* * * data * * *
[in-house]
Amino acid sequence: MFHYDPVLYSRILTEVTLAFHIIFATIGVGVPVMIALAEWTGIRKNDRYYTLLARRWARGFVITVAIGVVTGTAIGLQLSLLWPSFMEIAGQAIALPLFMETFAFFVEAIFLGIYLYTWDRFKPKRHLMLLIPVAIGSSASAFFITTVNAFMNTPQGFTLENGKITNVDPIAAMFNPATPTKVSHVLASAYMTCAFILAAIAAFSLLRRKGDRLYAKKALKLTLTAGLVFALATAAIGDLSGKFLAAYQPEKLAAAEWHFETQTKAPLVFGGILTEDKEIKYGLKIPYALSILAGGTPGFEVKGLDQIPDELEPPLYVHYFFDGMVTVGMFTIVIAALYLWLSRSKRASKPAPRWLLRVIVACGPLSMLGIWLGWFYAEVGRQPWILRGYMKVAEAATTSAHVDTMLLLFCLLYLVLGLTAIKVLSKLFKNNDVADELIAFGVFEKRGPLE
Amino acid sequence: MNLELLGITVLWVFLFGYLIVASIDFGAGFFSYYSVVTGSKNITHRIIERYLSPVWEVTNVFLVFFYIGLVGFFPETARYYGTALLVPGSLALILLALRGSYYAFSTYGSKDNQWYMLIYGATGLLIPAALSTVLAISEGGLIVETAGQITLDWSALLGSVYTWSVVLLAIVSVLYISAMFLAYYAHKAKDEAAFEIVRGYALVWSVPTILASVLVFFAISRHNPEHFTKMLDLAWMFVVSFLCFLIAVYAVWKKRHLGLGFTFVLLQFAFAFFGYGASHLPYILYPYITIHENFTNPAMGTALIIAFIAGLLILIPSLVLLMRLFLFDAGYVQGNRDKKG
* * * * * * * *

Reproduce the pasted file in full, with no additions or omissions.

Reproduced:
[in-house]
Amino acid sequence: MFHYDPVLYSRILTEVTLAFHIIFATIGVGVPVMIALAEWTGIRKNDRYYTLLARRWARGFVITVAIGVVTGTAIGLQLSLLWPSFMEIAGQAIALPLFMETFAFFVEAIFLGIYLYTWDRFKPKRHLMLLIPVAIGSSASAFFITTVNAFMNTPQGFTLENGKITNVDPIAAMFNPATPTKVSHVLASAYMTCAFILAAIAAFSLLRRKGDRLYAKKALKLTLTAGLVFALATAAIGDLSGKFLAAYQPEKLAAAEWHFETQTKAPLVFGGILTEDKEIKYGLKIPYALSILAGGTPGFEVKGLDQIPDELEPPLYVHYFFDGMVTVGMFTIVIAALYLWLSRSKRASKPAPRWLLRVIVACGPLSMLGIWLGWFYAEVGRQPWILRGYMKVAEAATTSAHVDTMLLLFCLLYLVLGLTAIKVLSKLFKNNDVADELIAFGVFEKRGPLE
Amino acid sequence: MNLELLGITVLWVFLFGYLIVASIDFGAGFFSYYSVVTGSKNITHRIIERYLSPVWEVTNVFLVFFYIGLVGFFPETARYYGTALLVPGSLALILLALRGSYYAFSTYGSKDNQWYMLIYGATGLLIPAALSTVLAISEGGLIVETAGQITLDWSALLGSVYTWSVVLLAIVSVLYISAMFLAYYAHKAKDEAAFEIVRGYALVWSVPTILASVLVFFAISRHNPEHFTKMLDLAWMFVVSFLCFLIAVYAVWKKRHLGLGFTFVLLQFAFAFFGYGASHLPYILYPYITIHENFTNPAMGTALIIAFIAGLLILIPSLVLLMRLFLFDAGYVQGNRDKKG